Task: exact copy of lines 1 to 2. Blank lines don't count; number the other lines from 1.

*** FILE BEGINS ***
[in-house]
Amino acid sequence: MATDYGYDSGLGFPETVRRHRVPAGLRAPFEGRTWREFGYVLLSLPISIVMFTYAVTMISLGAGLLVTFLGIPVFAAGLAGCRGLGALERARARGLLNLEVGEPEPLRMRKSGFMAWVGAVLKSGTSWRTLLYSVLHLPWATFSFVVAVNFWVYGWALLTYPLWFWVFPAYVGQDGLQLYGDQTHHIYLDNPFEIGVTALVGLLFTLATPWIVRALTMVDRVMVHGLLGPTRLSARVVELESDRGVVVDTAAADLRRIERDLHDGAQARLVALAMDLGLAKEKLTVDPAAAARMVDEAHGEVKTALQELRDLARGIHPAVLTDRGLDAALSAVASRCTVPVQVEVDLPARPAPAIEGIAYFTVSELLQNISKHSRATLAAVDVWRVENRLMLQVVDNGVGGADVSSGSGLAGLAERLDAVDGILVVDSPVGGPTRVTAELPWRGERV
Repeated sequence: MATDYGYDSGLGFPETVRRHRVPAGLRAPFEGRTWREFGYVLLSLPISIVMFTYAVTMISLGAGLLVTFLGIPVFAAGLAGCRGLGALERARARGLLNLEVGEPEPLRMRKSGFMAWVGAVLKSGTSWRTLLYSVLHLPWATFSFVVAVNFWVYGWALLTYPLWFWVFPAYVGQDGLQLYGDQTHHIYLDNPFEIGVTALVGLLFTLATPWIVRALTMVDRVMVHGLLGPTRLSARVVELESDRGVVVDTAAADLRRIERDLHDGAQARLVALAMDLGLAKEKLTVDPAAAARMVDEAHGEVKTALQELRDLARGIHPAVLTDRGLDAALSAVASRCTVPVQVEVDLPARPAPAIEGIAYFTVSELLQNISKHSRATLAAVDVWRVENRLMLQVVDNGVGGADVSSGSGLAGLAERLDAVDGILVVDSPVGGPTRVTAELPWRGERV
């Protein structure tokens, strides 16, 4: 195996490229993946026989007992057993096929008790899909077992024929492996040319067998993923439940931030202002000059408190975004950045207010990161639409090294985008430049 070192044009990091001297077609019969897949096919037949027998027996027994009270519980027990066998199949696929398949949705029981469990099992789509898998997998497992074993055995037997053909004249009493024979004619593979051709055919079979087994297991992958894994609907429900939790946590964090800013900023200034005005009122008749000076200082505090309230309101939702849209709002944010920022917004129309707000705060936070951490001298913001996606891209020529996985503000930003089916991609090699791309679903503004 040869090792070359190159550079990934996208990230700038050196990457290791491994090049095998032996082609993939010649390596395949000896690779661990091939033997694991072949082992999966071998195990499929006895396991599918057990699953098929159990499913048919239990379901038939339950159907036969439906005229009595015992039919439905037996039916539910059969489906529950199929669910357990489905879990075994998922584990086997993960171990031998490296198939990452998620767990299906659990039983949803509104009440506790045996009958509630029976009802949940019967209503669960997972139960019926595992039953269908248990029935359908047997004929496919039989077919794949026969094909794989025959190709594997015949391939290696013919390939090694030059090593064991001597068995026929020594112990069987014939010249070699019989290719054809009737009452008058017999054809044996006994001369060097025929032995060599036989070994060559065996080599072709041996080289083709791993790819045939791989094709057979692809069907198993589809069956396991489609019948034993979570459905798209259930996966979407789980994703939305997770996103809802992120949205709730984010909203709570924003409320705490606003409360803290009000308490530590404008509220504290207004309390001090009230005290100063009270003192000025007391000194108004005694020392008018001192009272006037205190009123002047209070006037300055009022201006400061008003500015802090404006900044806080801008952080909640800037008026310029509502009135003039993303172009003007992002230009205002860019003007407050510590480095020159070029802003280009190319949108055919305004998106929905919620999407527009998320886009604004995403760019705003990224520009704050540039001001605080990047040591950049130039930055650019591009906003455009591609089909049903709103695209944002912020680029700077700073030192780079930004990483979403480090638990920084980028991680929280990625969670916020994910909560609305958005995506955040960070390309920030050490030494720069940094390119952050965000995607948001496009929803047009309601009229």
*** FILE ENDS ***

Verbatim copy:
[in-house]
Amino acid sequence: MATDYGYDSGLGFPETVRRHRVPAGLRAPFEGRTWREFGYVLLSLPISIVMFTYAVTMISLGAGLLVTFLGIPVFAAGLAGCRGLGALERARARGLLNLEVGEPEPLRMRKSGFMAWVGAVLKSGTSWRTLLYSVLHLPWATFSFVVAVNFWVYGWALLTYPLWFWVFPAYVGQDGLQLYGDQTHHIYLDNPFEIGVTALVGLLFTLATPWIVRALTMVDRVMVHGLLGPTRLSARVVELESDRGVVVDTAAADLRRIERDLHDGAQARLVALAMDLGLAKEKLTVDPAAAARMVDEAHGEVKTALQELRDLARGIHPAVLTDRGLDAALSAVASRCTVPVQVEVDLPARPAPAIEGIAYFTVSELLQNISKHSRATLAAVDVWRVENRLMLQVVDNGVGGADVSSGSGLAGLAERLDAVDGILVVDSPVGGPTRVTAELPWRGERV